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Is there any generally accepted, proven-to-work way using hibernate, that keeps a history of an entitys changes in the database?

We need to keep track of quite some objects and we want to be able to undo changes to objects.

I tried using the interceptors of hibernate, but the old state of the object is only available when doing merge(). Mostly we do update() or saveOrUpdate() though...

I'm currently letting warp-persist together with Guice manage the session.

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5 Answers 5

up vote 4 down vote accepted

I've done this with an Interceptor (creating my own based on EmptyInterceptor). I was able to get all changes (merge, save, saveOrUpdate and delete) in onFlushDirty().

The methods of EmptyInterceptor I used:

@Override
public boolean onFlushDirty(Object object, Serializable id,
    Object[] newValues, Object[] oldValues, String[] properties,
    Type[] types) throws CallbackException {

@Override
public boolean onSave(Object object, Serializable id, Object[] newValues,
    String[] properties, Type[] types) throws CallbackException {

@Override
public void onDelete(Object object, Serializable id, Object[] newValues,
    String[] properties, Type[] types) throws CallbackException {

In onFlushDirty() I had to query the previous state of the entity:

Connection c = sessionFactory.getCurrentSession().connection();
Session session = sessionFactory.openSession(c);

BaseEntity newBaseEntity = (BaseEntity) object;
BaseEntity oldBaseEntity = (BaseEntity) session.get(newBaseEntity.getClass(), newBaseEntity.getId());
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The oldValues parameter seems to be null, when onFlushDirty() is called whiel doing update() or saveOrUpdate() –  kungfoo Dec 18 '09 at 9:07
    
I thought they were filled for me, but when I took a closer look at the code I saw that I was actually querying the current state of the entity from the session inside onFlushDirty(). So that's how I worked around the issue. –  Fried Hoeben Dec 18 '09 at 9:20
    
I think you need to elaborate on the "Querying the current state part". I see you are querying the old entity,but how is it used in creating changed attributes. –  doc_180 Jul 24 '12 at 17:00

JBoss envers is perhaps what you are looking for.

The Envers project aims to enable easy auditing/versioning of persistent classes. All that you have to do is annotate your persistent class or some of its properties, that you want to audit, with @Audited. For each audited entity, a table will be created, which will hold the history of changes made to the entity. You can then retrieve and query historical data without much effort.

Similarly to Subversion, the library has a concept of revisions. Basically, one transaction is one revision (unless the transaction didn't modify any audited entities). As the revisions are global, having a revision number, you can query for various entities at that revision, retrieving a (partial) view of the database at that revision. You can find a revision number having a date, and the other way round, you can get the date at which a revision was commited.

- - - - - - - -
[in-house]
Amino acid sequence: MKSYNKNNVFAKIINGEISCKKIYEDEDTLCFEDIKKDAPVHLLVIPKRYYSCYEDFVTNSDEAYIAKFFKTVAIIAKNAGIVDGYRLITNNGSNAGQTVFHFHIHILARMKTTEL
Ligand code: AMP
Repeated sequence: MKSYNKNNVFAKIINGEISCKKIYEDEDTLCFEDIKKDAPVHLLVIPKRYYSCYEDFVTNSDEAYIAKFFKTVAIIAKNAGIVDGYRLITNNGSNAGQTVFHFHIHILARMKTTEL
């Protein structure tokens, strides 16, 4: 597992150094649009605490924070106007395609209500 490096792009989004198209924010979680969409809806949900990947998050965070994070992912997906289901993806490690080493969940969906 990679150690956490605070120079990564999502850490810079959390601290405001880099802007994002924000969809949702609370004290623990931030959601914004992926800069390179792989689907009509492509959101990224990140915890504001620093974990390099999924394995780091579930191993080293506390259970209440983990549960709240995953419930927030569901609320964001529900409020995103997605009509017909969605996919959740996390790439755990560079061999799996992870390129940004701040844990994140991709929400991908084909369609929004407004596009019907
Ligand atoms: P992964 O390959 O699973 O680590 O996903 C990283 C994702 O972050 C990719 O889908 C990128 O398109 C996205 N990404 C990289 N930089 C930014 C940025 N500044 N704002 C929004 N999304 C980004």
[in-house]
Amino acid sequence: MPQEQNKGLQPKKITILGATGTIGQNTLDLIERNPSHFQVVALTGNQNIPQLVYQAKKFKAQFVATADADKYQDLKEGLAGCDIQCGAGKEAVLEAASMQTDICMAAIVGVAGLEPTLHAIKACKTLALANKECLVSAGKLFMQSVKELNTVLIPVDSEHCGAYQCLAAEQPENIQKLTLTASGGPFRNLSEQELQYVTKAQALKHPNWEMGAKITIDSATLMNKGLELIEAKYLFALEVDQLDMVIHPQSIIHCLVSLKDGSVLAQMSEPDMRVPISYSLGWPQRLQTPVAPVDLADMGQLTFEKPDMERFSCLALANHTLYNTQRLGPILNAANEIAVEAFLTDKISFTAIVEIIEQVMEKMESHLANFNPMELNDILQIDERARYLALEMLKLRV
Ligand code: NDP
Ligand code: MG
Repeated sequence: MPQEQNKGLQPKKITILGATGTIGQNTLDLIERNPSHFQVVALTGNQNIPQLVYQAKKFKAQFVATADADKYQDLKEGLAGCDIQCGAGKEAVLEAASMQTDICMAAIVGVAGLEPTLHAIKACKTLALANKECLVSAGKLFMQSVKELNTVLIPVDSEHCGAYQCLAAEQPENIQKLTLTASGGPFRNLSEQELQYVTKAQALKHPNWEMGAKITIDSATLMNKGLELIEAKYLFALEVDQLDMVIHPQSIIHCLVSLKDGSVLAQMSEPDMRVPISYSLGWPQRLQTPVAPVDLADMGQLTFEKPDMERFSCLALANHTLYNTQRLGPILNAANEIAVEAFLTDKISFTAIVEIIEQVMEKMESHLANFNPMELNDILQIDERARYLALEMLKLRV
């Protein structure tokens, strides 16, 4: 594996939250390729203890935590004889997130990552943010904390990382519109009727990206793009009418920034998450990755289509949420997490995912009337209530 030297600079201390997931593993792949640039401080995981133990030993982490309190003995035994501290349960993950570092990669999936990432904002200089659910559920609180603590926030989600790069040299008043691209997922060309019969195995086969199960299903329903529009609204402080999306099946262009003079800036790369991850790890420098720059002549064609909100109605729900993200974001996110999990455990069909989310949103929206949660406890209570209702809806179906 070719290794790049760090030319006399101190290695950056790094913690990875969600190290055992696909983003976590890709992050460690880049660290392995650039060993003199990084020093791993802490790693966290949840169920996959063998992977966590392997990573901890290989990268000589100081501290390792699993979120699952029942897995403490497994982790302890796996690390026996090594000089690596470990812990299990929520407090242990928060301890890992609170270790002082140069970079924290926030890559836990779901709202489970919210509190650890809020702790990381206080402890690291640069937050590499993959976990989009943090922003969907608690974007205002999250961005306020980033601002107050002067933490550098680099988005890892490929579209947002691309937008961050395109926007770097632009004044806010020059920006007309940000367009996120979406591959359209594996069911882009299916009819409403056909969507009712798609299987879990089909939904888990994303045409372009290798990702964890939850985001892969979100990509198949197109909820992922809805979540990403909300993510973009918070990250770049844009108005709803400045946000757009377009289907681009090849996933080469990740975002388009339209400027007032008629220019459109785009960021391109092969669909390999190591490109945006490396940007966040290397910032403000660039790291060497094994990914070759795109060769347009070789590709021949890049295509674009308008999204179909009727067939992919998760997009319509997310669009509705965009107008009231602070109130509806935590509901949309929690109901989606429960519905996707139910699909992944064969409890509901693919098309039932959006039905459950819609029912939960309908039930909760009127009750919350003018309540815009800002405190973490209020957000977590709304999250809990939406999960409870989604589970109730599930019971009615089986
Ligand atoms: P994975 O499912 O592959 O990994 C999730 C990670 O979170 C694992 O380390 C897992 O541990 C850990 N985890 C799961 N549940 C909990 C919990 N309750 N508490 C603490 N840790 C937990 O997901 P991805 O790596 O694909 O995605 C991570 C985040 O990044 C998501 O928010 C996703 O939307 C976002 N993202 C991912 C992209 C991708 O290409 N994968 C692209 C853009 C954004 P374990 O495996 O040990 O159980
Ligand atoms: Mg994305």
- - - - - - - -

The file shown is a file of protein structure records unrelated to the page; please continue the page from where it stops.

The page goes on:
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Hibernate Envers from JBoss is probably what you are looking for:

The Envers project aims to enable easy auditing/versioning of persistent classes. All that you have to do is annotate your persistent class or some of its properties, that you want to audit, with @Audited. For each audited entity, a table will be created, which will hold the history of changes made to the entity. You can then retrieve and query historical data without much effort.

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There is an automatic versioning and auditing project developed by JBoss: envers. I can recommend using this, I've implemented auditing by hand before and that can get really messy when you start approaching more complex usecases.

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I'll have a look at envers. I've stumbled across it before, but didn't remember it right now. –  kungfoo Dec 18 '09 at 9:10

I've had exactly the same problem. One way round it is to lock() with the previous state and then merge() with the new state, rather than doing update() with just the new state.

Then hibernate is aware of the before/after and it is available in the interceptors/event listeners.

HTH.

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So saveOrUpdate() gets indeed replaced by merge()? –  kungfoo Dec 18 '09 at 9:02
    
I assume, because you are using update(), that you have detached instances. If so, do you have the object in the state it was before the changes were made to it? If so, you can use the above approach. I have a similar situation where I am shipping detached instances across to a remote GUI, which makes changes and sends them back. However I also have the GUI send back the "unchanged" state. Then for each update I do.. session.lock( unchanged ); session.merge( changed ); –  Mike Q Dec 18 '09 at 9:58

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